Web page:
.. This is how a party acts when it is ashamed of what it is about to do to the American people. Yet all it would take to stop this abomination is for three Republicans to stand up to their party’s leaders and say, “No — I won’t do this to my constituents.” With only a 52-48 majority in the Senate, that would kill the bill. But right now, it’s looking as though this Coward Caucus is going to be unable to muster the necessary courage.

 .. Take Shelley Moore Capito of West Virginia, a state where over 175,000 people have gotten insurance thanks to the Medicaid expansion.
.. Last week The Hill reported that Capito now supports eliminating the expansion after all — just doing it over seven years instead of the three years that the House bill required.
..Or how about Ohio’s Rob Portman? In his state, 700,000 people gained insurance as a result of the Medicaid expansion.
.. They’d pay for the slower elimination of the expansion by cutting money out of the existing program, so they could get rid of all of the ACA’s tax increases
.. — over half of Medicaid dollars go to the elderly and disabled.
.. That means that they aren’t just undoing the ACA; they’re making things substantially worse for tens of millions of America’s most vulnerable citizens than they were even before the ACA passed.
.. And they’re hoping they can do all this before anyone realizes what they’re up to, making this an act of both unconscionable heartlessness and epic cowardice. Their efforts to hide what they’re doing show that they are still capable of feeling some measure of shame. But it might not be enough to stop them.

It’s All About Trump’s Contempt

There is, however, a unifying theme — Donald Trump’s contempt for the voters who put him in office.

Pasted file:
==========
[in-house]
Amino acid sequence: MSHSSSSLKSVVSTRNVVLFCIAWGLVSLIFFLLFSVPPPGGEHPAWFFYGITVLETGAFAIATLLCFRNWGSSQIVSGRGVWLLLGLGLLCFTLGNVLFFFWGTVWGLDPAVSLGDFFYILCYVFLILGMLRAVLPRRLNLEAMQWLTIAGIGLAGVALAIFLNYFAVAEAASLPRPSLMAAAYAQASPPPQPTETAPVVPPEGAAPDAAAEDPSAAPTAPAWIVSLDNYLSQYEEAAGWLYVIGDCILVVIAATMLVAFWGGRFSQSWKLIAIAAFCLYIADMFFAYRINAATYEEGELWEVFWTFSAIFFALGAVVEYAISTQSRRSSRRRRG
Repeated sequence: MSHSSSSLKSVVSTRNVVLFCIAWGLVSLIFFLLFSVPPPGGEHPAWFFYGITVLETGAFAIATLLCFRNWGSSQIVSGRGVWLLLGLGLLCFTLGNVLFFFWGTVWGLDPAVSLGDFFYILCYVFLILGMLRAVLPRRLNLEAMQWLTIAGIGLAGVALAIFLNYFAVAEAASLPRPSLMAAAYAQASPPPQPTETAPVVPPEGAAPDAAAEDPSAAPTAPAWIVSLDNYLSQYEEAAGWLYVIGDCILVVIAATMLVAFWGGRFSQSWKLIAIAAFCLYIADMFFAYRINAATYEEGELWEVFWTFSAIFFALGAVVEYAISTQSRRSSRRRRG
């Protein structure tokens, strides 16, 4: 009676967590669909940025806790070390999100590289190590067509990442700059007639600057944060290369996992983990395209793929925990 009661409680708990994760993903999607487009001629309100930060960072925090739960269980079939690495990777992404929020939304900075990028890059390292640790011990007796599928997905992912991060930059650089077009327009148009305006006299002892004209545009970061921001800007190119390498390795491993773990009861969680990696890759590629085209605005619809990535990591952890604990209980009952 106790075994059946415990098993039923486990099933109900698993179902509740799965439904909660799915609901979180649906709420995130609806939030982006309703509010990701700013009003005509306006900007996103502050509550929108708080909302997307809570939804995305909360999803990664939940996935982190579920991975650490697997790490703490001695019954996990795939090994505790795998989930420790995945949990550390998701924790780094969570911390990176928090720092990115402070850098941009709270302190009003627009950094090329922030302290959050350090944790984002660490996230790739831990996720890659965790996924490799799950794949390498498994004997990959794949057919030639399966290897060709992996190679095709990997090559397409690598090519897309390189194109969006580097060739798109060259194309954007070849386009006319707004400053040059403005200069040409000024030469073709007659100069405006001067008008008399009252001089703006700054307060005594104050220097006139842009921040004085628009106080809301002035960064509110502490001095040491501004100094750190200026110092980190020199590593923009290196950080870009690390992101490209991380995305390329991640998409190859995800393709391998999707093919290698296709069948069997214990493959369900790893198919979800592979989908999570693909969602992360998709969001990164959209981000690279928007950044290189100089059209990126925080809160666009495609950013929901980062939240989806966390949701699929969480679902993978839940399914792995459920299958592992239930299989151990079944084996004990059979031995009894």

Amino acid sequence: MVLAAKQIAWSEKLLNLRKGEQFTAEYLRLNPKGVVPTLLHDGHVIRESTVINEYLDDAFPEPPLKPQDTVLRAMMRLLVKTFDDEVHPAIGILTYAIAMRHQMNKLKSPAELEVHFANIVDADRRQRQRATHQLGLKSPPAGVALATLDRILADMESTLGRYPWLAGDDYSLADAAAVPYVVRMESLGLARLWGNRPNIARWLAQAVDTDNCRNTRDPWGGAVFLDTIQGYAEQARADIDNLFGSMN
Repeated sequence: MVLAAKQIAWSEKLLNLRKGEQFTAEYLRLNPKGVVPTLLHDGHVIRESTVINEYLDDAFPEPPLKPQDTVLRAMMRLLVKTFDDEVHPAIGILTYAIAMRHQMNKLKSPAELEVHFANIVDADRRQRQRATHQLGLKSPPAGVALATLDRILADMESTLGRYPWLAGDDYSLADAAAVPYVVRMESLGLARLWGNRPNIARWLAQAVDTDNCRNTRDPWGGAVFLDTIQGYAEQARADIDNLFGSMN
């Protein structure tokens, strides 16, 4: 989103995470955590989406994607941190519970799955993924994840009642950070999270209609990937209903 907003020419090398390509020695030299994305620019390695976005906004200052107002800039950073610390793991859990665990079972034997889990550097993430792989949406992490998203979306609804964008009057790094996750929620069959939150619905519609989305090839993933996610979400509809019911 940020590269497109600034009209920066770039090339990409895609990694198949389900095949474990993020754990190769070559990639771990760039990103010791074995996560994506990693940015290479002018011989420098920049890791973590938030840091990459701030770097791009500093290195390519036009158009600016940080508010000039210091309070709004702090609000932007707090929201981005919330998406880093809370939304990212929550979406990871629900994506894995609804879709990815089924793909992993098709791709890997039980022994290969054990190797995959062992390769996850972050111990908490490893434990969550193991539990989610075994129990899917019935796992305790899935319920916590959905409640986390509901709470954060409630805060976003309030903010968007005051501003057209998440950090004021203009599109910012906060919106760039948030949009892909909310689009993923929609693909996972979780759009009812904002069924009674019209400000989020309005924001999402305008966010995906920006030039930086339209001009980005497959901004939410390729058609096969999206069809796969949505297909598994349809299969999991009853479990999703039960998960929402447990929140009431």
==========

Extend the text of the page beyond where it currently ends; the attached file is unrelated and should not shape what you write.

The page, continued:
“I could stand in the middle of Fifth Avenue and shoot somebody and I wouldn’t lose any voters.” Well, he hasn’t done that, at least so far. He is, however, betting that he can break every promise he made to the working-class voters who put him over the top, and still keep their support. Can he win that bet?

.. remember his claims that he would pay off the national debt?

.. 29 percent of the population is on Medicaid, almost 19 percent on food stamps.

.. West Virginians .. more than 4 percent of the population, the highest share in the nation, receives Social Security disability payments, partly because of the legacy of unhealthy working conditions, partly because a high fraction of the population consists of people who suffer from chronic diseases, like diabetics

.. they supported Trump because he promised — falsely, of course — that he could bring back the well-paying coal-mining jobs of yore.

.. Maybe he would take benefits away from Those People, but he would protect the programs white working-class voters

.. it would be apocalyptic: Hundreds of thousands would lose health insurance; medical debt and untreated conditions would surge; and there would be an explosion in extreme poverty, including a lot of outright hunger.

.. Coal isn’t coming back; these days, West Virginia’s biggest source of employment is health care and social assistance. How many of those jobs would survive savage cuts in Medicaid and disability benefits?

.. people who voted for Donald Trump were the victims of an epic scam by a man who has built his life around scamming.